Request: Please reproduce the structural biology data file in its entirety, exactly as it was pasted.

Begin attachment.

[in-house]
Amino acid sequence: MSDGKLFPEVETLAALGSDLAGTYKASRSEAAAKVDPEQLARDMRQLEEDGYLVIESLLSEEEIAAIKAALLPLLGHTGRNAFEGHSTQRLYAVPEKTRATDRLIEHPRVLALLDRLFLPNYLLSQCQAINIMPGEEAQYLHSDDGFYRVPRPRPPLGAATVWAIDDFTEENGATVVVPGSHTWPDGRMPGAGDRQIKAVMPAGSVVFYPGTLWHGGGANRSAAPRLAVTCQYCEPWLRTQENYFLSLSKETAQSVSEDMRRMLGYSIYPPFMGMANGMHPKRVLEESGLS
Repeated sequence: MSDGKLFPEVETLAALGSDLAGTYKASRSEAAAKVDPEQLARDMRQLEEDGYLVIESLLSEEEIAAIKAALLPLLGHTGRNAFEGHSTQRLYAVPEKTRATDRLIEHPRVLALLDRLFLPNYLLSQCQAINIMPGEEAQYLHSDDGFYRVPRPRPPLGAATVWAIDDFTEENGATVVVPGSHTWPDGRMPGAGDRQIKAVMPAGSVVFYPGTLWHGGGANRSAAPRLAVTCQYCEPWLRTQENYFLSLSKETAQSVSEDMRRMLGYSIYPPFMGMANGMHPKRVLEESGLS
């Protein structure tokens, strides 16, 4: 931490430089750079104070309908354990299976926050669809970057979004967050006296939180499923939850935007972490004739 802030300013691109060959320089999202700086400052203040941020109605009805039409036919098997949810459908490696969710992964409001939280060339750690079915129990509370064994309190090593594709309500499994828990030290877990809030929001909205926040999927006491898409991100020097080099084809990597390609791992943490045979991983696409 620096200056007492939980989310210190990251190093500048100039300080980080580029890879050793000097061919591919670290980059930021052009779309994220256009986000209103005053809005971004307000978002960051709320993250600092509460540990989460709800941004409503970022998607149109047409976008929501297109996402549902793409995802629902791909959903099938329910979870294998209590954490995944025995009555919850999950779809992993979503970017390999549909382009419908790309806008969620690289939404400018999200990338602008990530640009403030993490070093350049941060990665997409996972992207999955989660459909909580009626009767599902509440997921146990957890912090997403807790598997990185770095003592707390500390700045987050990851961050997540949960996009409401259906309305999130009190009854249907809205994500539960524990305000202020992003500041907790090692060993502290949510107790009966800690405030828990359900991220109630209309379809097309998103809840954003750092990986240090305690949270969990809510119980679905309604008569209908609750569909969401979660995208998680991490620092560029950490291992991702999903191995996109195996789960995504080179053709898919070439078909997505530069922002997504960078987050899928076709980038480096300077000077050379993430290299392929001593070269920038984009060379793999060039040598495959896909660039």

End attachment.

[in-house]
Amino acid sequence: MSDGKLFPEVETLAALGSDLAGTYKASRSEAAAKVDPEQLARDMRQLEEDGYLVIESLLSEEEIAAIKAALLPLLGHTGRNAFEGHSTQRLYAVPEKTRATDRLIEHPRVLALLDRLFLPNYLLSQCQAINIMPGEEAQYLHSDDGFYRVPRPRPPLGAATVWAIDDFTEENGATVVVPGSHTWPDGRMPGAGDRQIKAVMPAGSVVFYPGTLWHGGGANRSAAPRLAVTCQYCEPWLRTQENYFLSLSKETAQSVSEDMRRMLGYSIYPPFMGMANGMHPKRVLEESGLS
Repeated sequence: MSDGKLFPEVETLAALGSDLAGTYKASRSEAAAKVDPEQLARDMRQLEEDGYLVIESLLSEEEIAAIKAALLPLLGHTGRNAFEGHSTQRLYAVPEKTRATDRLIEHPRVLALLDRLFLPNYLLSQCQAINIMPGEEAQYLHSDDGFYRVPRPRPPLGAATVWAIDDFTEENGATVVVPGSHTWPDGRMPGAGDRQIKAVMPAGSVVFYPGTLWHGGGANRSAAPRLAVTCQYCEPWLRTQENYFLSLSKETAQSVSEDMRRMLGYSIYPPFMGMANGMHPKRVLEESGLS
């Protein structure tokens, strides 16, 4: 931490430089750079104070309908354990299976926050669809970057979004967050006296939180499923939850935007972490004739 802030300013691109060959320089999202700086400052203040941020109605009805039409036919098997949810459908490696969710992964409001939280060339750690079915129990509370064994309190090593594709309500499994828990030290877990809030929001909205926040999927006491898409991100020097080099084809990597390609791992943490045979991983696409 620096200056007492939980989310210190990251190093500048100039300080980080580029890879050793000097061919591919670290980059930021052009779309994220256009986000209103005053809005971004307000978002960051709320993250600092509460540990989460709800941004409503970022998607149109047409976008929501297109996402549902793409995802629902791909959903099938329910979870294998209590954490995944025995009555919850999950779809992993979503970017390999549909382009419908790309806008969620690289939404400018999200990338602008990530640009403030993490070093350049941060990665997409996972992207999955989660459909909580009626009767599902509440997921146990957890912090997403807790598997990185770095003592707390500390700045987050990851961050997540949960996009409401259906309305999130009190009854249907809205994500539960524990305000202020992003500041907790090692060993502290949510107790009966800690405030828990359900991220109630209309379809097309998103809840954003750092990986240090305690949270969990809510119980679905309604008569209908609750569909969401979660995208998680991490620092560029950490291992991702999903191995996109195996789960995504080179053709898919070439078909997505530069922002997504960078987050899928076709980038480096300077000077050379993430290299392929001593070269920038984009060379793999060039040598495959896909660039």